Russian Federation President Boris N. Yeltsin flexed his expanding political muscle on Thursday by taking over control of his vast republic's government and nationalizing all energy facilities on Russian territory. With his decree making the Russian Council of Ministers subordinate to the presidency, Yeltsin put into law the broad powers conferred on him by the crumbling Soviet leadership since he defied a Communist coup attempt and spared the country another era of hard-line rule.
BUSINESS
April 14, 1994 | BETH KNOBEL
ISSUE: Russia, the world's largest energy exporter, is turning up the heat on countries that won't pay their power bills. Russia's cash-strapped neighbors in the Baltics and the Commonwealth of Independent States (CIS) are the worst offenders: Ukraine owes Russia nearly $3.5 billion for energy, including $900 million for natural gas; Belarus owes $240 million and tiny Latvia owes $23 million for Russian natural gas.
NEWS
January 16, 1993 | RICHARD BOUDREAUX, TIMES STAFF WRITER
Seven years after the world's worst nuclear accident halted atomic power development throughout the Soviet Union, Russia unveiled an ambitious but controversial plan Friday to ease its growing energy shortage by resuming construction of nuclear power reactors. The plan aims to nearly double Russia's output of nuclear energy, which now generates 5% of its electricity, by building 31 new reactors before the year 2010. It was signed without publicity Dec.
BUSINESS
January 29, 1998 | CAROL J. WILLIAMS, TIMES STAFF WRITER
And you thought electricity deregulation in California was a rough game. The brash young reformer running Russia's powerful electricity monopoly was the target of an attempt by Soviet-era holdovers to oust him on Wednesday. He survived--but it was a boardroom clash for control some regard as a sign of this country's increasing economic stability and by others as evidence of its shakiness.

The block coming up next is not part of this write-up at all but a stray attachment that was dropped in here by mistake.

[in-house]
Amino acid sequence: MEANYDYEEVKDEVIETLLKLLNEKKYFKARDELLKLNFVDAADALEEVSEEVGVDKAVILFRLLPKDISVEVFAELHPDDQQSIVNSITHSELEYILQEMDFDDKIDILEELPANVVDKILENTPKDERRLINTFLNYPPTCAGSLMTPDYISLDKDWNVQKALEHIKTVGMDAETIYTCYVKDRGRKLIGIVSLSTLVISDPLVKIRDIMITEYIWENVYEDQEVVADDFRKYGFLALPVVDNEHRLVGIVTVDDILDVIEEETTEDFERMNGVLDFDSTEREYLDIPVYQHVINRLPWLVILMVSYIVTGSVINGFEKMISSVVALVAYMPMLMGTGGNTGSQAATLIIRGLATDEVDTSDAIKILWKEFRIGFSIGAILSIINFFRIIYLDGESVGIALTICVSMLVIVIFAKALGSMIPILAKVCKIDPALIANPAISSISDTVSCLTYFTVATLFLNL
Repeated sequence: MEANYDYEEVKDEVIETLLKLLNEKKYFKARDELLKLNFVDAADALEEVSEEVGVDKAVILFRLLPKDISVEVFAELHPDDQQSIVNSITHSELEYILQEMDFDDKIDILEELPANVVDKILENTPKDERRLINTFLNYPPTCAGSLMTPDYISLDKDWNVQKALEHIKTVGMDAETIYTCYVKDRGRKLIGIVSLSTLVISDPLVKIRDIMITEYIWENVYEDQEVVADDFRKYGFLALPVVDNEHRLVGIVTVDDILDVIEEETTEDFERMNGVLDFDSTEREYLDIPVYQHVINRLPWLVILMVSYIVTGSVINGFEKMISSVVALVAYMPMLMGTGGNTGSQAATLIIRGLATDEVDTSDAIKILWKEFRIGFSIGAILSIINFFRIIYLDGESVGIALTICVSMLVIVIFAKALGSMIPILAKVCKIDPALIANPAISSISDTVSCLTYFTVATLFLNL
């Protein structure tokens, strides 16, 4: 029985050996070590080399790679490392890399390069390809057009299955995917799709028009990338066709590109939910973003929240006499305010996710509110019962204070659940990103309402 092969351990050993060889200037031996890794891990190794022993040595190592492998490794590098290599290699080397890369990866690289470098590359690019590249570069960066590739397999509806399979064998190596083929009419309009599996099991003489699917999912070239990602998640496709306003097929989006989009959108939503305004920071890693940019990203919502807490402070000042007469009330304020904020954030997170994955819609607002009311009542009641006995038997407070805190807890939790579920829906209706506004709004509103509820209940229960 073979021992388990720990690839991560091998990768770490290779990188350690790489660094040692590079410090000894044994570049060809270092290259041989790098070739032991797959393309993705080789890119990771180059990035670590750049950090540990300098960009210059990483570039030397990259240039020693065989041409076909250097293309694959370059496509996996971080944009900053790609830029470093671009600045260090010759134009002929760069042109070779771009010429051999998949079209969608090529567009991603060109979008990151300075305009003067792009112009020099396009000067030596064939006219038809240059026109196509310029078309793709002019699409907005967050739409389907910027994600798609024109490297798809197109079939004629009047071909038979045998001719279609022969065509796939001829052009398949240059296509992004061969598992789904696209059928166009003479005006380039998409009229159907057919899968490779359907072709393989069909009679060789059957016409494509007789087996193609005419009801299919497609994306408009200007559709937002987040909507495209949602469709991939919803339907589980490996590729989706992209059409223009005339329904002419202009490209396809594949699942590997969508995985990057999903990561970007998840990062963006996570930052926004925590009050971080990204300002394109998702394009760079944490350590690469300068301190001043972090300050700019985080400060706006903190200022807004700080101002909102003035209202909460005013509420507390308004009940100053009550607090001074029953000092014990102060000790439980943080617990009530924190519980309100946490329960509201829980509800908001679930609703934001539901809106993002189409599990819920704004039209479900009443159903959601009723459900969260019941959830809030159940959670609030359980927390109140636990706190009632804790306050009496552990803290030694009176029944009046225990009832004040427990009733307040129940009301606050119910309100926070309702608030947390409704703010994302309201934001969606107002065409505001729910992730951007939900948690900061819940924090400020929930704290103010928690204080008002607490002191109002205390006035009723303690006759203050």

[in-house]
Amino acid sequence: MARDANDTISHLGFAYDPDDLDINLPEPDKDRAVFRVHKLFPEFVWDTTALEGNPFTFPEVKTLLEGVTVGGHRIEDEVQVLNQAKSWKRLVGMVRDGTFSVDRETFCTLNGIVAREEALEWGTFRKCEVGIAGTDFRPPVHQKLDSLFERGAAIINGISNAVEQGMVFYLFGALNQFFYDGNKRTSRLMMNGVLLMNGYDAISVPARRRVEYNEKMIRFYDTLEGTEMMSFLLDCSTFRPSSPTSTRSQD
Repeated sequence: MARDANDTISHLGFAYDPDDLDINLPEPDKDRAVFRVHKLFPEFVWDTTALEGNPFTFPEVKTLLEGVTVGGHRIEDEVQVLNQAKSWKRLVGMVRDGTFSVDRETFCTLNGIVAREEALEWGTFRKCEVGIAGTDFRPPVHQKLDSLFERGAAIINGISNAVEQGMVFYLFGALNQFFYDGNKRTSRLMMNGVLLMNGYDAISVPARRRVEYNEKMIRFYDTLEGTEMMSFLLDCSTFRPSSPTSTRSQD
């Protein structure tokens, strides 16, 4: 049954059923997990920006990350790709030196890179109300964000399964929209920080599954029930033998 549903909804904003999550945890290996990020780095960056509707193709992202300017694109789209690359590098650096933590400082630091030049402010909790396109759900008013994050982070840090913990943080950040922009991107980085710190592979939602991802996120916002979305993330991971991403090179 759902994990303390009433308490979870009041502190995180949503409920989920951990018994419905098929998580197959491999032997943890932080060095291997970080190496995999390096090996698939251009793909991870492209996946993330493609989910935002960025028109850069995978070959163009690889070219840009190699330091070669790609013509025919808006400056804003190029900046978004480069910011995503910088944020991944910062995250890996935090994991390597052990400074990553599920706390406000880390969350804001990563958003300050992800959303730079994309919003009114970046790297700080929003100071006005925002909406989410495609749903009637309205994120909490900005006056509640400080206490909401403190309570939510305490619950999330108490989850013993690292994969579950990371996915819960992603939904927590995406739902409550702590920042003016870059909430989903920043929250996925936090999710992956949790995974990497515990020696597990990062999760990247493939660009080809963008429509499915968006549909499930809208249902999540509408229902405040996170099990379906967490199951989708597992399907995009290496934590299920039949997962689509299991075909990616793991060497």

NEWS
May 23, 2001 | JOHN DANISZEWSKI, TIMES STAFF WRITER
President Vladimir V. Putin has said that he wants to reform Russia's two biggest monopolies, the gas producer Gazprom and the electric power giant UES, both infamous for inefficiency and for allegedly enriching top management at the expense of shareholders and the public. But critics say recent signals by Putin's government indicate the opposite.
NEWS
February 6, 2001 | From Times Wire Reports
A weeks-long energy crisis that has left tens of thousands of Russians freezing in their homes claimed the first political scalps of President Vladimir V. Putin's year-old administration. Energy Minister Alexander Gavrin resigned after Putin signed an unusually blunt decree accusing him of a "chronic inability to solve the sector's problems."
BUSINESS
January 29, 1998 | CAROL J. WILLIAMS, TIMES STAFF WRITER
And you thought electricity deregulation in California was a rough game. The brash young reformer running Russia's powerful electricity monopoly was the target of an attempt by Soviet-era holdovers to oust him on Wednesday. He survived--but it was a boardroom clash for control some regard as a sign of this country's increasing economic stability and by others as evidence of its shakiness.
BUSINESS
April 14, 1994 | BETH KNOBEL